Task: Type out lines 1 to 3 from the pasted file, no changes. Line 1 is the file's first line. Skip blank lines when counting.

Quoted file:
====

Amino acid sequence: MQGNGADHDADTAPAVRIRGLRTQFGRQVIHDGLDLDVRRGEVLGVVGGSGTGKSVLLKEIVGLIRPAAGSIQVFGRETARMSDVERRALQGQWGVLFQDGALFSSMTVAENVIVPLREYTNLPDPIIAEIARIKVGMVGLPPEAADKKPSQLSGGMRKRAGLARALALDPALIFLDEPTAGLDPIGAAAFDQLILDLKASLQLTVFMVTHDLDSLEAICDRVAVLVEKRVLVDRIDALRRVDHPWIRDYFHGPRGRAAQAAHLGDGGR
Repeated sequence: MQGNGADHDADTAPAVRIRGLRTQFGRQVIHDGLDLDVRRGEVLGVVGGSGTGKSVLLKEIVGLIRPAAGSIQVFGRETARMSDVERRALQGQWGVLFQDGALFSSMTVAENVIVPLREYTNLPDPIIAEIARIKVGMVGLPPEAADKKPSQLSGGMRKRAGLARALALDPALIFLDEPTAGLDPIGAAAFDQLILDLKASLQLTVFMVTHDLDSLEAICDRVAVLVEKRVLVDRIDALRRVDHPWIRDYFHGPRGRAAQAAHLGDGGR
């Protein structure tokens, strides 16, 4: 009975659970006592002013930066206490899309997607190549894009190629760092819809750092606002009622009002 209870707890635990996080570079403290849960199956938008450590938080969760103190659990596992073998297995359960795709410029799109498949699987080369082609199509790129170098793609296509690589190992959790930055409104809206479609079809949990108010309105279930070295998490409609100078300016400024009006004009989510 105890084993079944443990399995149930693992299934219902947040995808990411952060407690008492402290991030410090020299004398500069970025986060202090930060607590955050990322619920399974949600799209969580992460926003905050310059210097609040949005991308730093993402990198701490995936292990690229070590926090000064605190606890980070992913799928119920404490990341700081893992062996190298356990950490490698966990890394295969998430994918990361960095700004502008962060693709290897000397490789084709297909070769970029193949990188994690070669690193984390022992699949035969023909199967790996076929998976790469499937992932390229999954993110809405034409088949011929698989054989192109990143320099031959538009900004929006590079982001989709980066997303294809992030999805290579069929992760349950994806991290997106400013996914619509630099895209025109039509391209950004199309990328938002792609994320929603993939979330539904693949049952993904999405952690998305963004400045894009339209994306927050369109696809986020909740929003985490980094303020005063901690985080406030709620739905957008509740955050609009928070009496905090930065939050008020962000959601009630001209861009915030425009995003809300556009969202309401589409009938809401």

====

Amino acid sequence: MQGNGADHDADTAPAVRIRGLRTQFGRQVIHDGLDLDVRRGEVLGVVGGSGTGKSVLLKEIVGLIRPAAGSIQVFGRETARMSDVERRALQGQWGVLFQDGALFSSMTVAENVIVPLREYTNLPDPIIAEIARIKVGMVGLPPEAADKKPSQLSGGMRKRAGLARALALDPALIFLDEPTAGLDPIGAAAFDQLILDLKASLQLTVFMVTHDLDSLEAICDRVAVLVEKRVLVDRIDALRRVDHPWIRDYFHGPRGRAAQAAHLGDGGR
Repeated sequence: MQGNGADHDADTAPAVRIRGLRTQFGRQVIHDGLDLDVRRGEVLGVVGGSGTGKSVLLKEIVGLIRPAAGSIQVFGRETARMSDVERRALQGQWGVLFQDGALFSSMTVAENVIVPLREYTNLPDPIIAEIARIKVGMVGLPPEAADKKPSQLSGGMRKRAGLARALALDPALIFLDEPTAGLDPIGAAAFDQLILDLKASLQLTVFMVTHDLDSLEAICDRVAVLVEKRVLVDRIDALRRVDHPWIRDYFHGPRGRAAQAAHLGDGGR
């Protein structure tokens, strides 16, 4: 009975659970006592002013930066206490899309997607190549894009190629760092819809750092606002009622009002 209870707890635990996080570079403290849960199956938008450590938080969760103190659990596992073998297995359960795709410029799109498949699987080369082609199509790129170098793609296509690589190992959790930055409104809206479609079809949990108010309105279930070295998490409609100078300016400024009006004009989510 105890084993079944443990399995149930693992299934219902947040995808990411952060407690008492402290991030410090020299004398500069970025986060202090930060607590955050990322619920399974949600799209969580992460926003905050310059210097609040949005991308730093993402990198701490995936292990690229070590926090000064605190606890980070992913799928119920404490990341700081893992062996190298356990950490490698966990890394295969998430994918990361960095700004502008962060693709290897000397490789084709297909070769970029193949990188994690070669690193984390022992699949035969023909199967790996076929998976790469499937992932390229999954993110809405034409088949011929698989054989192109990143320099031959538009900004929006590079982001989709980066997303294809992030999805290579069929992760349950994806991290997106400013996914619509630099895209025109039509391209950004199309990328938002792609994320929603993939979330539904693949049952993904999405952690998305963004400045894009339209994306927050369109696809986020909740929003985490980094303020005063901690985080406030709620739905957008509740955050609009928070009496905090930065939050008020962000959601009630001209861009915030425009995003809300556009969202309401589409009938809401």